What was the process of recording Everybody’s Talkin’ like?
When we first started talking about the live record, I asked Bobby Tease, the engineer who helped us put our studio at home together, “What classic record would you like to record? Live at the Fillmore, Donnie Hathaway Live…?” You give him a task like that and he’s got a thousand ideas. We talked about doing the old-school record truck, where a truck comes to a few gigs and you record on tape. That would probably limit us to doing one or two shows. Another option was to bring a lot of gear from our studio – the great analog stuff – in racks. He also got some new gear that wasn’t available to the general public that he had access to. We kind of went overboard. We ended up carrying our own console along and getting an extra trailer with a couple guys to run it. We recorded 12 shows. I wanted to have a lot to choose from, so we did a whole leg of a tour. We ended up using three of the shows pretty evenly, three or four tunes from each. And then we spent time listening and mixing to be sure it felt seamless from track to tack, so everything set right and felt right. It felt like more than just a live record.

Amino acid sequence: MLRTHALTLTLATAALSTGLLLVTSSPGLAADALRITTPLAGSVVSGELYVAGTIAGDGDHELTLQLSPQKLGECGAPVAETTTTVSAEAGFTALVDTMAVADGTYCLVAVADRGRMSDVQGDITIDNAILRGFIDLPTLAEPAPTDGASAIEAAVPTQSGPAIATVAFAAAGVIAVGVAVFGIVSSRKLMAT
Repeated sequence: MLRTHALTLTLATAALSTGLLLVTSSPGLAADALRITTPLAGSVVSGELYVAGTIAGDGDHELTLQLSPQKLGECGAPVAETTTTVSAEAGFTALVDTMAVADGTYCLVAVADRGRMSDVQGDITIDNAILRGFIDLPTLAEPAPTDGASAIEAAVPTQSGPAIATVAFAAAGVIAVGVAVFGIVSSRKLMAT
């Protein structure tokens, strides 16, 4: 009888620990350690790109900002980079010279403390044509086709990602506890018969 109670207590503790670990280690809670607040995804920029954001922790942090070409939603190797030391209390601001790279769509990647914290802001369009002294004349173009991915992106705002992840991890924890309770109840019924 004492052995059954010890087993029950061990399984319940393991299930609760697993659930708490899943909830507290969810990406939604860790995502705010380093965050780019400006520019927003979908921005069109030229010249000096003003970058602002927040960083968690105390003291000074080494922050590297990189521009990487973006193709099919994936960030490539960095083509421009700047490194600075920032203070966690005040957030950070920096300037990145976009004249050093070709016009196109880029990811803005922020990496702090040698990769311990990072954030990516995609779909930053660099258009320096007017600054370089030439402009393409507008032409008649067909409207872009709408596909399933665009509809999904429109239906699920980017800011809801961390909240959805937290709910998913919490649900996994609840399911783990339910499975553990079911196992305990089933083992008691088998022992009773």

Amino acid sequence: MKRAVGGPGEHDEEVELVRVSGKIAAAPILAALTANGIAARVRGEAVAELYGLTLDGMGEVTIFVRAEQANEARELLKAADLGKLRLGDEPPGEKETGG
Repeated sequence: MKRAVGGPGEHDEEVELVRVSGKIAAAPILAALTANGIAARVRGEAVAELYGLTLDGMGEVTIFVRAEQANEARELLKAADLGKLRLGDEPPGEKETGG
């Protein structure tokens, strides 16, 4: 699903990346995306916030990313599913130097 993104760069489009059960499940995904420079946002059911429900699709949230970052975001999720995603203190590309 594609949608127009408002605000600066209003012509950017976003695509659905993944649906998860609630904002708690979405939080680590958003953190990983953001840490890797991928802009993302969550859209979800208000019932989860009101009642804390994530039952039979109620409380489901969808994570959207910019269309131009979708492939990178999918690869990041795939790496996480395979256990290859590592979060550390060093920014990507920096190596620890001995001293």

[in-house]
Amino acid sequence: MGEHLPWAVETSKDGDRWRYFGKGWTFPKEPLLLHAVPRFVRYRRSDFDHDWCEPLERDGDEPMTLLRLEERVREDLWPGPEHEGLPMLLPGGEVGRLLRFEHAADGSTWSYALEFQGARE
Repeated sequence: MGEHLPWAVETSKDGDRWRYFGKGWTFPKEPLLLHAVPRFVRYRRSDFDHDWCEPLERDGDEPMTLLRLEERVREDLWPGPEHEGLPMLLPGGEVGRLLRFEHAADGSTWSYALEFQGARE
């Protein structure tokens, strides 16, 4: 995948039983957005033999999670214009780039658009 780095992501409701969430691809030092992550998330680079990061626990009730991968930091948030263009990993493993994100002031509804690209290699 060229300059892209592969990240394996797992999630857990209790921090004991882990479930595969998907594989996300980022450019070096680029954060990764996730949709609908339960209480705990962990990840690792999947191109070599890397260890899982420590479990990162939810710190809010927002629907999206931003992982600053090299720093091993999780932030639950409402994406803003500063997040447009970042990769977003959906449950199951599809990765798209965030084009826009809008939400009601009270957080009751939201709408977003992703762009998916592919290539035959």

Is there a section in the band that’s surprised you, in terms of its evolution?
Both the horn section and Mike and Mark, the singers, because this moving and dancing thing developed, where sometimes the backing vocalists function like horn players, and the horn players function like backing vocalists. Their roles began to flow back and forth, really freely. Sometimes musicians can get locked in to playing parts, but those guys improvise as sections.